Editorial: Time for Carroll government to 'grow up,' switch to charter

Carroll County Commissioner Christopher Eric Bouchat introduces himself to Carroll County District 4.

With the new Board of County Commissioners seated earlier this month, it won’t be long before the matter of switching to a charter form of government is raised at a public meeting. It’s possible the discussion, even an informal one, could come up at today’s meeting between the county commissioners and Carroll’s delegation to Annapolis.

New Commissioner Eric Bouchat, a Republican representing District 4, was throughout his campaign a proponent of moving to a charter form of government and addressed the matter during his Sunday “Commissioners’ Report” on local radio station WTTR now that he’s been elected to office.


Bouchat correctly stated that the current commissioner form of government is a holdover from British Colonial rule, and that it is not only outdated, but also inefficient. Bouchat pointed to the U.S. Constitution’s primary tenet that there must be a separation of executive and legislative authority in government.

“Those who legislate should not execute [the law], and those who execute should not legislate,” he said.

Because of this, commissioner form of government relies on the General Assembly to act as legislators. The commissioners may develop the ideas for local law, but it requires an affirmative majority vote by the entire General Assembly to have it passed. More often than not, because of what is known as “local courtesy,” so long as the delegation favors the bill and it only affects a single jurisdiction, the rest of the Assembly will vote in concert with local representation.

However, that means that there is only a finite amount of time — the 90-day session — during which Carroll legislation can be passed. And as the legislative map is presently drawn, it also means legislators who are primarily elected by voters in Frederick and Howard counties have a say on legislation that only affects Carroll. (Ironically, because Frederick and Howard are charter governments, those legislators have no say in their home counties.)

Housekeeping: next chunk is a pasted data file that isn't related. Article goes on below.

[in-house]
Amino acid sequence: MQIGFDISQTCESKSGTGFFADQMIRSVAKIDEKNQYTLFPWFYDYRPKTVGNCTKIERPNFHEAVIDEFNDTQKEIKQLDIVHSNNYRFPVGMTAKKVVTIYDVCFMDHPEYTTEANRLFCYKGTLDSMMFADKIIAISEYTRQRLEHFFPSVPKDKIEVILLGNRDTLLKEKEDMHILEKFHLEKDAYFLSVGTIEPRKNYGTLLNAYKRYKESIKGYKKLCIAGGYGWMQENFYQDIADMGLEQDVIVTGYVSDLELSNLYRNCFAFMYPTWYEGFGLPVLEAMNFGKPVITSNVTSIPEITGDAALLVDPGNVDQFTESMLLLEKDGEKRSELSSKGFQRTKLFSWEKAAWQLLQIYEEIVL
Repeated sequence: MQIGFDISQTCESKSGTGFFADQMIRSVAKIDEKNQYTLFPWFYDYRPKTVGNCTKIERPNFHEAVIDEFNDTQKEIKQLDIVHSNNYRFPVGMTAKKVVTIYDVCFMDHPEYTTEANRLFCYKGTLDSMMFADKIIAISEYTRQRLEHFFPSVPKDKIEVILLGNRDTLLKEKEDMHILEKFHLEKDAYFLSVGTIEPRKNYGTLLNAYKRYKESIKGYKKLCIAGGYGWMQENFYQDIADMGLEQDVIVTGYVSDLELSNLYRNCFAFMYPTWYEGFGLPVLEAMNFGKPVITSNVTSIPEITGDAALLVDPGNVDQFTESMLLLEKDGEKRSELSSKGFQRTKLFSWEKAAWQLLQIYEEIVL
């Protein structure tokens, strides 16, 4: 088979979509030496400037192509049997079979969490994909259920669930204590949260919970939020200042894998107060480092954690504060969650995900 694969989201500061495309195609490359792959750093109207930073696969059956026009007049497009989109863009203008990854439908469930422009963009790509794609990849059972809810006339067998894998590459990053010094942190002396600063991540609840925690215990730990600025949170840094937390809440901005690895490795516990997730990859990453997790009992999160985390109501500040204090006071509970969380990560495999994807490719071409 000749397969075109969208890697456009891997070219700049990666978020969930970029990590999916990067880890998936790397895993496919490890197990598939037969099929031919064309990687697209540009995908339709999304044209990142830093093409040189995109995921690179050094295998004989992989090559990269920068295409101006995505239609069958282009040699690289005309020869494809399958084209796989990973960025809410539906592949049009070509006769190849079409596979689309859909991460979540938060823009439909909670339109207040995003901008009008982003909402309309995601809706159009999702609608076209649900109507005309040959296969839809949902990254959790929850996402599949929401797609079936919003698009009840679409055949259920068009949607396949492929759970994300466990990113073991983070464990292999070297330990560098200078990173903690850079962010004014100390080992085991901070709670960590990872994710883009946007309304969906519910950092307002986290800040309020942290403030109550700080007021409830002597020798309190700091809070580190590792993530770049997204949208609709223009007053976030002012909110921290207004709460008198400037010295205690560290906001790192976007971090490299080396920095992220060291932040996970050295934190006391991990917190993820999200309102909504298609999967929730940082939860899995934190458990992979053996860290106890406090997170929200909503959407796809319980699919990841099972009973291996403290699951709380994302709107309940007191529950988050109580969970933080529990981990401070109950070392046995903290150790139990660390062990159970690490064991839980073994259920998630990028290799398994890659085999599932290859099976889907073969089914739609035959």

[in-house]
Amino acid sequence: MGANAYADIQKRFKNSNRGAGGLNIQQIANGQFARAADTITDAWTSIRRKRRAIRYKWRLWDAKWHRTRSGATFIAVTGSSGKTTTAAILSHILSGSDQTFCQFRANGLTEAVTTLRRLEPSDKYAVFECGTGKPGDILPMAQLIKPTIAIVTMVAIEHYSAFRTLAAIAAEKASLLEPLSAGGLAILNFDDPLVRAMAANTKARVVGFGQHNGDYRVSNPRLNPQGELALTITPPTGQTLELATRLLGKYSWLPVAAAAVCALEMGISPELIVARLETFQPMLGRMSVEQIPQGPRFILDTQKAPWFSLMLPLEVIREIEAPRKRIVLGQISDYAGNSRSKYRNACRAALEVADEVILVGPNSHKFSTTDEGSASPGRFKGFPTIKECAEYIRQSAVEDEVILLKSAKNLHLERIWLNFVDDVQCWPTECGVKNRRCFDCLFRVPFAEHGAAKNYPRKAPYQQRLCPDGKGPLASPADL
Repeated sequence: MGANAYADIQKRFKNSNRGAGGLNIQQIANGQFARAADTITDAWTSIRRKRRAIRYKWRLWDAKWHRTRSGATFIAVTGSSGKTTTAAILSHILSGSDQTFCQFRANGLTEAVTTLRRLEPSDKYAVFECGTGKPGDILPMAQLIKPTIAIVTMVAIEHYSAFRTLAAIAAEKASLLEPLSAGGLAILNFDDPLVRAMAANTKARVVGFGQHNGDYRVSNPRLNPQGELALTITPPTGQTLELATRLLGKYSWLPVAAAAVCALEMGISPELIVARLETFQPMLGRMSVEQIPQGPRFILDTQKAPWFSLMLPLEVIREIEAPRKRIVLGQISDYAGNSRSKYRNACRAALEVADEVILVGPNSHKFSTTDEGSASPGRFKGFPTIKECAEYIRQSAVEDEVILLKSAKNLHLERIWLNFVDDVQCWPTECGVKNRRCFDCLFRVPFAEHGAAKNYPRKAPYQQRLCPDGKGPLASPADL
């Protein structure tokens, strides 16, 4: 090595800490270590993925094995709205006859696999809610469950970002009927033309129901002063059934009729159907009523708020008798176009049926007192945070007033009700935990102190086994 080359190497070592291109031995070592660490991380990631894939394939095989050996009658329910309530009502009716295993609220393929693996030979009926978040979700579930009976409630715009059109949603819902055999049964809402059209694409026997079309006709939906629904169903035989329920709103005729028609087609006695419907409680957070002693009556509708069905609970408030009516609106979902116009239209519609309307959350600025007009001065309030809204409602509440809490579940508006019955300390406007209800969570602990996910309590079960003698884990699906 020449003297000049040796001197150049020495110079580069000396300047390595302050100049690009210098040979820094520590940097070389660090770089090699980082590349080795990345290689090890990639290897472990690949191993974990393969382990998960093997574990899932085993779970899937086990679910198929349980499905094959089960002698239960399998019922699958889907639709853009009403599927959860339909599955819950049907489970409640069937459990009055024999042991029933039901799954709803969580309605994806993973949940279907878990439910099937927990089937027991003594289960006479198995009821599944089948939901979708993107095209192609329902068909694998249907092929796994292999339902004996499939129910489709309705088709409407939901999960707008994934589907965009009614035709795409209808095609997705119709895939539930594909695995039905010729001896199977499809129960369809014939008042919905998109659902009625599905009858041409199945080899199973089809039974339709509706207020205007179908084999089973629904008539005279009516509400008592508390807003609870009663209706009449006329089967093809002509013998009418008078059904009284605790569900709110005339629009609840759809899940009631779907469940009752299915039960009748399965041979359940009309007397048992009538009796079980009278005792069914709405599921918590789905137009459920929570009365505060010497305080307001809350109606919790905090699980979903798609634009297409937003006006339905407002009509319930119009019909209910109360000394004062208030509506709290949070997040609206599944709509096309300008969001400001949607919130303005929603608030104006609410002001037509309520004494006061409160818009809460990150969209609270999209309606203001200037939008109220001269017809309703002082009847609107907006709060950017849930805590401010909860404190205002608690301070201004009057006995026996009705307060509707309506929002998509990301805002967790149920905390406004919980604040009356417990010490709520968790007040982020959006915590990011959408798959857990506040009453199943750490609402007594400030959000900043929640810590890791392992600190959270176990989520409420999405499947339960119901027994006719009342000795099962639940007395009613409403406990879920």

There is also the reality that there is really no single person who is representative of all of Carroll’s voters.

Under a charter government, voters would still have a vote for their district representative on a county council, which would serve as the legislative branch of government, while also casting a second vote for a county executive, who would represent the county at-large.

When it comes to economic development, there is no executive who can serve as a primary point of contact. People often say they want government to be run like a business, but how many businesses don’t have a chief executive officer as well as a board of directors?

In pointing out the inefficiencies of commissioner government, Bouchat noted that the numerous administrators and department heads in Carroll essentially answer to five different bosses, not all of whom are in agreement about how things should be done. Think about how frustrating that would be at your own place of employment.

Commissioners Dennis Frazier and Richard Weaver have expressed support for a shift to charter government. Along with Bouchat, they have the majority of votes necessary to establish and appoint members to a committee to study and draft a charter for Carroll, the first step in any potential change.

Any charter that is developed would have to be put to a vote by county residents. If the commissioners act sooner than later, it could get on the 2020 ballot and, if supported by voters, they could be choosing Carroll’s first county executive in four years, when the current Board of County Commissioners’ terms expire.

In his radio address, Bouchat compared the commissioner form of government to an adult child who is, by definition independent, but is living in Mom and Dad’s basement. “You are an adult, but not out on your own.” It’s an excellent, relatable metaphor.

It’s far past time for Carroll County government to grow up and become independent with charter government.